740 Acres Added to San Bernard NWR (TX)

Brazoria, TX, 12/16/2005 – The Trust for Public Land (TPL) announced today it has permanently protected an additional 740 acres of bottomland hardwood forestland for the San Bernard National Wildlife Refuge. The property, known as Linville Bayou, will increase the size of critical refuge land for a variety of migratory songbirds and waterfowl. Linville Bayou will be added to the San Bernard National Wildlife Refuge, located near the Gulf Coast.

Established in 1968, the San Bernard Refuge is located in the ‘central flyway’, one of four major migratory routes over the continental U.S., providing a haven for millions of migratory ducks, geese, and neo-tropical songbirds. The refuge is also home to scores of coastal live oak trees and many other wildlife species.

The Linville Bayou project marks TPL’s ninth collaboration with the USFWS and the San Bernard National Wildlife Refuge where, since 1999, the Trust has protected more than 6, 270 acres for the wildlife refuge.

“This ecosystem is so important to local and migratory wildlife,” said Amy Wanamaker, TPL project manager. “It’s also some of the most beautiful land in Texas and it needs to be preserved so our children can experience and appreciate it. TPL is so pleased to be an ongoing partner in protecting this unique forestland.”

TPL purchased and conveyed the Linville Bayou property to the United States Fish and Wildlife Service (FWS) with funding provided by the Migratory Bird Commission. Additional funding was provided by the Houston Audubon Society.

In 1995, FWS initiated a regional land conservation planning effort known as the Austin’s Woods Conservation Plan to protect the region’s unique ecosystem. The initiative calls for the protection of 28,000 acres of native wetlands in Brazoria, Fort Bend, Matagorda, and Wharton Counties. This area’s ecosystem provides habitat for 237 species and 239 million individual birds annually.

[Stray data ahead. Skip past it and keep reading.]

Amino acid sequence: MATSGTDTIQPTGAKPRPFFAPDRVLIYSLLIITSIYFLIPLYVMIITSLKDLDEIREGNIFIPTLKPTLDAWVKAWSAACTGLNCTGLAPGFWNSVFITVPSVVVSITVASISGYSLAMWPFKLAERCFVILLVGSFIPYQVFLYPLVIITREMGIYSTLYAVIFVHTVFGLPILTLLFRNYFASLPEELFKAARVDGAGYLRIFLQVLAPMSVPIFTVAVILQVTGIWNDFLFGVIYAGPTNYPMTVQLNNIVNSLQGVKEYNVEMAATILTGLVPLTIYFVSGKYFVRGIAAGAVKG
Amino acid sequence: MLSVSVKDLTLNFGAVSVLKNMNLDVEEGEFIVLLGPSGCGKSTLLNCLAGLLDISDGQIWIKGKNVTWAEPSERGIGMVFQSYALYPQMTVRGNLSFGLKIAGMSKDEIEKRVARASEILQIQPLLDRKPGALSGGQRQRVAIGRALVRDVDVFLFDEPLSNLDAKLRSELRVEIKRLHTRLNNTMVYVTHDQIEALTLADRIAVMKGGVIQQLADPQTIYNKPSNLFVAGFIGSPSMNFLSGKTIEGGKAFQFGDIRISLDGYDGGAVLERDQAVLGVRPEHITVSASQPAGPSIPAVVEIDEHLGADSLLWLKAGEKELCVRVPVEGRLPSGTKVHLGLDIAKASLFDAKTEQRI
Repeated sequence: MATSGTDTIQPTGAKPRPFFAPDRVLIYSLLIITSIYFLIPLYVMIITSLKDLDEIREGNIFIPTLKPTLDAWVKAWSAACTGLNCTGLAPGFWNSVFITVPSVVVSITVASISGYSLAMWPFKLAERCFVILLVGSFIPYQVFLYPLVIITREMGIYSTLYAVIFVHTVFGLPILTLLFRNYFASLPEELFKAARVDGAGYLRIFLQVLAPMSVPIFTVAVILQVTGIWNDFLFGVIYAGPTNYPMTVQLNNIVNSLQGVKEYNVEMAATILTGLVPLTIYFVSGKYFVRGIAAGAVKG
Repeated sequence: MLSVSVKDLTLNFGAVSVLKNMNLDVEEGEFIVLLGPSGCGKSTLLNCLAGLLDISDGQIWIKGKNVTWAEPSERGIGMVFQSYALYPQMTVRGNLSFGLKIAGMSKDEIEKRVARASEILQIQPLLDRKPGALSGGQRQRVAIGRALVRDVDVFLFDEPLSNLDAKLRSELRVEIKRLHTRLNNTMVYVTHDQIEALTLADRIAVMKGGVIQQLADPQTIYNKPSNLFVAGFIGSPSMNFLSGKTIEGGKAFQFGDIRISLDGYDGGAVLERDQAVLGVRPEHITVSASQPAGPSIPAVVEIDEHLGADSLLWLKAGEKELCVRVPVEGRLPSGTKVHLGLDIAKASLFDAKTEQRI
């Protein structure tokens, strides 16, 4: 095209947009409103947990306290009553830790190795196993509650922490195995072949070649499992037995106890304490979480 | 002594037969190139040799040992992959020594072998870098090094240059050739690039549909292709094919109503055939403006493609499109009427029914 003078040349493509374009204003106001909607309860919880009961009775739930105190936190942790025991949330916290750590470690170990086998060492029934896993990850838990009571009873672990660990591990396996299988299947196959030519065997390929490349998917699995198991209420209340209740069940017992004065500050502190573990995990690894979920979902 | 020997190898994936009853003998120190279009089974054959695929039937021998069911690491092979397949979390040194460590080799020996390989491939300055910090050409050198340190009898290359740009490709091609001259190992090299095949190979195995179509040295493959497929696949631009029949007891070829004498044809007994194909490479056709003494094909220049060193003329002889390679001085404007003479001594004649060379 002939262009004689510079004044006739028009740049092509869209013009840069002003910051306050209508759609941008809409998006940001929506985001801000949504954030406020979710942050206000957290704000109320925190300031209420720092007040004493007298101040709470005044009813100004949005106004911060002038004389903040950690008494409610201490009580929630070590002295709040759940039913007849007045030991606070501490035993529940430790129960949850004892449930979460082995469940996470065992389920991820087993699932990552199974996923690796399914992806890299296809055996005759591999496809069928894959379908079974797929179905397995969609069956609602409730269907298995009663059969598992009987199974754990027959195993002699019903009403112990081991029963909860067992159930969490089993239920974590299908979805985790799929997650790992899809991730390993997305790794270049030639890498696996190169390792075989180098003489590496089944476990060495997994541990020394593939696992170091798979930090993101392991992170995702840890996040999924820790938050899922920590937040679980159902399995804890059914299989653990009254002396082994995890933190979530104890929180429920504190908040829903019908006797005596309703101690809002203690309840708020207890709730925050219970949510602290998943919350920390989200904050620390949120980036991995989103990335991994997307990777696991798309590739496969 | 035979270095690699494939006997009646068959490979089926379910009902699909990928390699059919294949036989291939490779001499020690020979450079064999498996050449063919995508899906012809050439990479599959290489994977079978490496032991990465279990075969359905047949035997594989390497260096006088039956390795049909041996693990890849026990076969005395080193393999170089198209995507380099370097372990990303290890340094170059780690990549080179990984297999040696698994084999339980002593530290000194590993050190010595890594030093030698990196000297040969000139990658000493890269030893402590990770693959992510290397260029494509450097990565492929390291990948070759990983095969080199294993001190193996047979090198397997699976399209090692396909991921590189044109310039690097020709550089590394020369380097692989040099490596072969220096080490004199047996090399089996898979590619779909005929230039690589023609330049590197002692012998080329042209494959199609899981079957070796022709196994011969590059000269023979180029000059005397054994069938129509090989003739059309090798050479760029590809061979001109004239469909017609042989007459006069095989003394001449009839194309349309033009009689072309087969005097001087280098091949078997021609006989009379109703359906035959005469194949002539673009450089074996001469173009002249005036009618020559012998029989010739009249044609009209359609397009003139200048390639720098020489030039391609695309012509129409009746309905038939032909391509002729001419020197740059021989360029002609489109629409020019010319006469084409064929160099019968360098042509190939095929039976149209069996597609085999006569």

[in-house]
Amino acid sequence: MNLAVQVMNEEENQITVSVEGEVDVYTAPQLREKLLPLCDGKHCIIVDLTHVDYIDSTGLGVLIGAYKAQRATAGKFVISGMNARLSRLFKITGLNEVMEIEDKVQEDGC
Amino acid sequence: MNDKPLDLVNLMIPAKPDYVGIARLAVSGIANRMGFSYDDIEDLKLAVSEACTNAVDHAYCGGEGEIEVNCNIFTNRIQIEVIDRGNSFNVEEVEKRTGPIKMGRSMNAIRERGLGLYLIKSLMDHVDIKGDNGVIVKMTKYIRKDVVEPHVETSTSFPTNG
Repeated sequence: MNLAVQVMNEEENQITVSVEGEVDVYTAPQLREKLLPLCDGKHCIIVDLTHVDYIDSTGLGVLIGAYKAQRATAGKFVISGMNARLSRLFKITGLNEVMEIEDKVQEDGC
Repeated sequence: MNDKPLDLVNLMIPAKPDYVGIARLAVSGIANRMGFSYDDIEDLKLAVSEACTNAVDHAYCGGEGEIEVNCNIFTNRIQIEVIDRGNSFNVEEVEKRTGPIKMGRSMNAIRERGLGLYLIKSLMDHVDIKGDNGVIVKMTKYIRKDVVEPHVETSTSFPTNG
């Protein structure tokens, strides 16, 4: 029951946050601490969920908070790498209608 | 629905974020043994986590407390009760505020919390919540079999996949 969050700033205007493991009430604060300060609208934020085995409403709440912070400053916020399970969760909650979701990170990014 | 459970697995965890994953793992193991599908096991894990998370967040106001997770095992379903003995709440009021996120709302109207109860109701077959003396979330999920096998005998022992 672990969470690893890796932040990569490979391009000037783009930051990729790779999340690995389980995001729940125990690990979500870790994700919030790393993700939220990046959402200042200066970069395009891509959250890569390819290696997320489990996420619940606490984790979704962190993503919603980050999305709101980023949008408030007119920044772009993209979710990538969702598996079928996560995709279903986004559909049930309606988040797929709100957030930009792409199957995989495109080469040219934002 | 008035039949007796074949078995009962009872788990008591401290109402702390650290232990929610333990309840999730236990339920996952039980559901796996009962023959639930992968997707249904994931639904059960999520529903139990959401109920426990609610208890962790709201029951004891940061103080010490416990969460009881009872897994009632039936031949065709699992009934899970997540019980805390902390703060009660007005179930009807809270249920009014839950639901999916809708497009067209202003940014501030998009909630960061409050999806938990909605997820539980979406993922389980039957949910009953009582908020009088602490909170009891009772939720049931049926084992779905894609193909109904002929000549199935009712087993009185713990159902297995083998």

“This parcel is a wonderful addition of prime forest habitat for neotropical migrant birds and other wildlife,” said Mike Lange, wildlife biologist for FWS. “We’re very excited to have made another major contribution to the national refuge system.”

Located south of Houston, the region was once a vast ecosystem of bottomland hardwood forests and wetlands encompassing over 700,000 acres and reaching nearly 50 miles inland from the Gulf of Mexico. The area has suffered from clear-cut logging operations and new suburban development. Today, only 177,000 acres of this habitat type remain along the Texas Gulf Coast.

The Trust for Public Land is a nation nonprofit that conserves land for people to enjoy as parks, gardens, and other natural places, ensuring livable communities. Since its founding in 1972, the Trust for Public Land has helped protect more than 2 million acres of land in 45 states. In Texas, TPL has protected more than 30,000 acres for communities, including areas in and around Austin, Dallas, Houston and San Antonio. For more information please visit TPL on the web at www.tpl.org